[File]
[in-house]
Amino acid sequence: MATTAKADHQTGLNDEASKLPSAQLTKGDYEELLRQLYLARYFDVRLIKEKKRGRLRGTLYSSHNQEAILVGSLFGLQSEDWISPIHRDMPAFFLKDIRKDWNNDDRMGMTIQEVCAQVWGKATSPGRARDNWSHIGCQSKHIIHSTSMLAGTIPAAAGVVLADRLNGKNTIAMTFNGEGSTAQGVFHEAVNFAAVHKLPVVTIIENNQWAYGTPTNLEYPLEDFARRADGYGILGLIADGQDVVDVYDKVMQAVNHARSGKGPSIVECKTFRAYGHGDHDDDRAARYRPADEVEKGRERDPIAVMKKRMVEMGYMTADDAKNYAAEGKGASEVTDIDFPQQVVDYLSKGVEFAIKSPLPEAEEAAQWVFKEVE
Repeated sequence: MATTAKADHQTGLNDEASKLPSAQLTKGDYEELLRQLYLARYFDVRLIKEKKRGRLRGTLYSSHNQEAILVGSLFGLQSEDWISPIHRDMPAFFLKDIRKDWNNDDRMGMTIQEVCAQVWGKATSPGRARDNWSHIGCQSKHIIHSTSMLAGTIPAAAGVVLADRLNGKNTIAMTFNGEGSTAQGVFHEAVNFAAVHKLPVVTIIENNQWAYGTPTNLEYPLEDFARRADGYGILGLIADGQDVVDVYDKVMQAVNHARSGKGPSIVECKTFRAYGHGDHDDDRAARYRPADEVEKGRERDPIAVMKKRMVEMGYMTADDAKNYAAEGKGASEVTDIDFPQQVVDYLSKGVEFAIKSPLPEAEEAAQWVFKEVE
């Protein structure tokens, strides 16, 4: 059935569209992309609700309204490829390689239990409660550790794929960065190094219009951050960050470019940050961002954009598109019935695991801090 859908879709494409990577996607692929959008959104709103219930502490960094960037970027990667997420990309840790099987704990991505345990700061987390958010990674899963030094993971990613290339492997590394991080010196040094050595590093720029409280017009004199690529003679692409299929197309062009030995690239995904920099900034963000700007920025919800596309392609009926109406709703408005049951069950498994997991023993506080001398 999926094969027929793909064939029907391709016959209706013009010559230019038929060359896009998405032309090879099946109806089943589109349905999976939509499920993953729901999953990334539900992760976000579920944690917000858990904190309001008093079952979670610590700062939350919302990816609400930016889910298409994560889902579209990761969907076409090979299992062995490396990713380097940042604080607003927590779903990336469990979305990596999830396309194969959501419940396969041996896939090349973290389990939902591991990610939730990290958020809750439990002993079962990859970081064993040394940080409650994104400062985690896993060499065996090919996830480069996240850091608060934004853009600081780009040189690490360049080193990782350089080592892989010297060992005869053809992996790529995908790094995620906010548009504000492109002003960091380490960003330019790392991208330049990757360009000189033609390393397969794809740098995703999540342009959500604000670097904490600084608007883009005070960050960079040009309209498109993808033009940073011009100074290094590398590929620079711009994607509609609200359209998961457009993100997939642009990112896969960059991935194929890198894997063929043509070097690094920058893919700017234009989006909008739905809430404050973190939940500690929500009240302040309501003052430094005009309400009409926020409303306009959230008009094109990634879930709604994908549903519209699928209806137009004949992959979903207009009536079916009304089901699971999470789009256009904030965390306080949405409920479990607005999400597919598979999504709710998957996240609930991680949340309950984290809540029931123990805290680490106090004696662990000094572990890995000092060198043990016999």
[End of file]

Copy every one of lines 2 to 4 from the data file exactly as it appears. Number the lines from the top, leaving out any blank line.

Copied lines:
Amino acid sequence: MATTAKADHQTGLNDEASKLPSAQLTKGDYEELLRQLYLARYFDVRLIKEKKRGRLRGTLYSSHNQEAILVGSLFGLQSEDWISPIHRDMPAFFLKDIRKDWNNDDRMGMTIQEVCAQVWGKATSPGRARDNWSHIGCQSKHIIHSTSMLAGTIPAAAGVVLADRLNGKNTIAMTFNGEGSTAQGVFHEAVNFAAVHKLPVVTIIENNQWAYGTPTNLEYPLEDFARRADGYGILGLIADGQDVVDVYDKVMQAVNHARSGKGPSIVECKTFRAYGHGDHDDDRAARYRPADEVEKGRERDPIAVMKKRMVEMGYMTADDAKNYAAEGKGASEVTDIDFPQQVVDYLSKGVEFAIKSPLPEAEEAAQWVFKEVE
Repeated sequence: MATTAKADHQTGLNDEASKLPSAQLTKGDYEELLRQLYLARYFDVRLIKEKKRGRLRGTLYSSHNQEAILVGSLFGLQSEDWISPIHRDMPAFFLKDIRKDWNNDDRMGMTIQEVCAQVWGKATSPGRARDNWSHIGCQSKHIIHSTSMLAGTIPAAAGVVLADRLNGKNTIAMTFNGEGSTAQGVFHEAVNFAAVHKLPVVTIIENNQWAYGTPTNLEYPLEDFARRADGYGILGLIADGQDVVDVYDKVMQAVNHARSGKGPSIVECKTFRAYGHGDHDDDRAARYRPADEVEKGRERDPIAVMKKRMVEMGYMTADDAKNYAAEGKGASEVTDIDFPQQVVDYLSKGVEFAIKSPLPEAEEAAQWVFKEVE
């Protein structure tokens, strides 16, 4: 059935569209992309609700309204490829390689239990409660550790794929960065190094219009951050960050470019940050961002954009598109019935695991801090 859908879709494409990577996607692929959008959104709103219930502490960094960037970027990667997420990309840790099987704990991505345990700061987390958010990674899963030094993971990613290339492997590394991080010196040094050595590093720029409280017009004199690529003679692409299929197309062009030995690239995904920099900034963000700007920025919800596309392609009926109406709703408005049951069950498994997991023993506080001398 999926094969027929793909064939029907391709016959209706013009010559230019038929060359896009998405032309090879099946109806089943589109349905999976939509499920993953729901999953990334539900992760976000579920944690917000858990904190309001008093079952979670610590700062939350919302990816609400930016889910298409994560889902579209990761969907076409090979299992062995490396990713380097940042604080607003927590779903990336469990979305990596999830396309194969959501419940396969041996896939090349973290389990939902591991990610939730990290958020809750439990002993079962990859970081064993040394940080409650994104400062985690896993060499065996090919996830480069996240850091608060934004853009600081780009040189690490360049080193990782350089080592892989010297060992005869053809992996790529995908790094995620906010548009504000492109002003960091380490960003330019790392991208330049990757360009000189033609390393397969794809740098995703999540342009959500604000670097904490600084608007883009005070960050960079040009309209498109993808033009940073011009100074290094590398590929620079711009994607509609609200359209998961457009993100997939642009990112896969960059991935194929890198894997063929043509070097690094920058893919700017234009989006909008739905809430404050973190939940500690929500009240302040309501003052430094005009309400009409926020409303306009959230008009094109990634879930709604994908549903519209699928209806137009004949992959979903207009009536079916009304089901699971999470789009256009904030965390306080949405409920479990607005999400597919598979999504709710998957996240609930991680949340309950984290809540029931123990805290680490106090004696662990000094572990890995000092060198043990016999």